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Mirror, mirror on the wall
Do you believe it's ever okay to describe or refer to someone based on their appearance?
When was the last time you looked at a photograph of yourself and thought you looked good in it? What about in the mirror?
All of us see flaws and imperfections in our pictures and reflections—most of which only we notice about ourselves. But what happens if others reinforce these imperfections, or worse, made you feel conscious about something entirely else that you never thought you needed to change or pay attention to?
A lot of us, I’m sure, have grown up hearing people make comments such as these (if you haven’t, count yourself blessed)—
Did you know that Lady Amitabh got married? Her husband must feel like a Lilliput in front of her. (Referring to her height)
“Our neighbour’s younger son got into a Master’s program.” “Which one is he?” “The one with the colour guarantee.” (Referring to his dark skin)
The watchman’s wife was telling me that Mrs X goes for an hour-long walk every morning, then comes home and munches on a handful of cashew nuts.
She has such short hair, she looks more like a boy!
Then there are the backhanded compliments—
I like how confident you are in wearing this sleeveless shirt.
You carry it off so well.
Wow, I would never be able to post a picture like that. She’s so brave.
I could never go out without wearing make-up. You’re so brave.
She’s so proudly flaunting her greys and crow’s feet. I wish I had the courage.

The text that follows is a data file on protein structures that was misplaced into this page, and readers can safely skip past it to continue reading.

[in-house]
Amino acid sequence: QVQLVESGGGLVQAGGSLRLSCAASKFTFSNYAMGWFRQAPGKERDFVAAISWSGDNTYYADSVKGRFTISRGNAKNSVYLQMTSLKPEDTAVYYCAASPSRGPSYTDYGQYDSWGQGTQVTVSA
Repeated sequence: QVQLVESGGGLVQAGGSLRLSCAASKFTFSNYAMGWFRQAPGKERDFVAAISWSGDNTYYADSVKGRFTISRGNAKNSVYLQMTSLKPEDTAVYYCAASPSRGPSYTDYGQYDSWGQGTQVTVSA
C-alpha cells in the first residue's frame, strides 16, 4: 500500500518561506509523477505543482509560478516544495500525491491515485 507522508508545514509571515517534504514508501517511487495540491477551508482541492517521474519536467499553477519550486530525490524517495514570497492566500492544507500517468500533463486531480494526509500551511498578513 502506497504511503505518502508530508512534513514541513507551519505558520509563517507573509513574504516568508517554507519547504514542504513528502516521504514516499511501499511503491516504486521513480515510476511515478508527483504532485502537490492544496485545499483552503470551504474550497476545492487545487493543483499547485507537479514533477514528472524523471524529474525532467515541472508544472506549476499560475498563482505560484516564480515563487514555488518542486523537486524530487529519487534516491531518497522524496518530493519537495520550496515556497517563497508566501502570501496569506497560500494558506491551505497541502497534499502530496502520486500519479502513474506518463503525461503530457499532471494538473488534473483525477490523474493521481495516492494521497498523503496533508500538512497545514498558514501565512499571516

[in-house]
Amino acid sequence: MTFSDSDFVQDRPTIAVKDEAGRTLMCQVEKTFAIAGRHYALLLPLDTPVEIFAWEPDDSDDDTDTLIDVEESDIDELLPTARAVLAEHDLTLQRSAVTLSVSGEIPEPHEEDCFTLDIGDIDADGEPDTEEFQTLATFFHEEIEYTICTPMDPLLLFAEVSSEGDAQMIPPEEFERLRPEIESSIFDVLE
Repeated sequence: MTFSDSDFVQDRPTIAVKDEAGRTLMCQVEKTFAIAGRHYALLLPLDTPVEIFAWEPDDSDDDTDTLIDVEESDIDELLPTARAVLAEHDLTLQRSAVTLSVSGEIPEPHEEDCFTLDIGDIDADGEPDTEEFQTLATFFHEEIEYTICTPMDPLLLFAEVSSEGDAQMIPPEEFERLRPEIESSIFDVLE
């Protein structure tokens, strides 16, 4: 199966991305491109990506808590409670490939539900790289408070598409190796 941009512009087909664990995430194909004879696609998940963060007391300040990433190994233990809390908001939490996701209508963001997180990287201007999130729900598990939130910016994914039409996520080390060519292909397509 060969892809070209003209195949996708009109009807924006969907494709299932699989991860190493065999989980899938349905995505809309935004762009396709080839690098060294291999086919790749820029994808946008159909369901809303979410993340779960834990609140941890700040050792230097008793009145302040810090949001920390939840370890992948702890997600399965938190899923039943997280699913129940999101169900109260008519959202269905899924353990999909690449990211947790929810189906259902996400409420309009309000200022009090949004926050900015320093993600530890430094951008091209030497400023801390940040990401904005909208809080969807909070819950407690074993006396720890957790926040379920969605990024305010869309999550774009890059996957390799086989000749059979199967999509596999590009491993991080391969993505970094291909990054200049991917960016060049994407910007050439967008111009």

And then there are the references to people made based on their appearances—
“the buck-toothed one”
“the one with the big butt”
“the one with the flat butt”
“Chinky” (Referring to North-East Indians)
“the fair-skinned one”
“the one whose hair looks like Aparichutudu” (Referring to long, messy hair on a male)
…and so on.
I’ve had a long time to think about this—clearly, some of this is not malicious intent. Sometimes, some of these appearance-related traits become, for better or worse, a person’s identifier. So, where is it okay to use and where is it not?
It’s best to avoid all appearance-based descriptions and references, but at the very least, any description or reference based on judgement is totally uncool.
Often the people who are at the receiving end of these comments may not be able to speak up for themselves or may fear confrontation or escalation, and bystanders stepping in to stand up for them could make all the difference.
If someone you know uses such references or descriptions, check in with them about their intent, then try to have a calm yet firm conversation with them about why such words can be hurtful or unnecessary, and what other alternatives they can use.
If you have been bothered by other’s comments on your appearance or whether you’re a bystander, here are some resources for you: dealing with negative comments and coping with questions and comments when there’s a visible difference such as burns or scars.
Appearance is shallow. It is the least of what makes one’s personality or character.
Let us not reduce people to a few adjectives.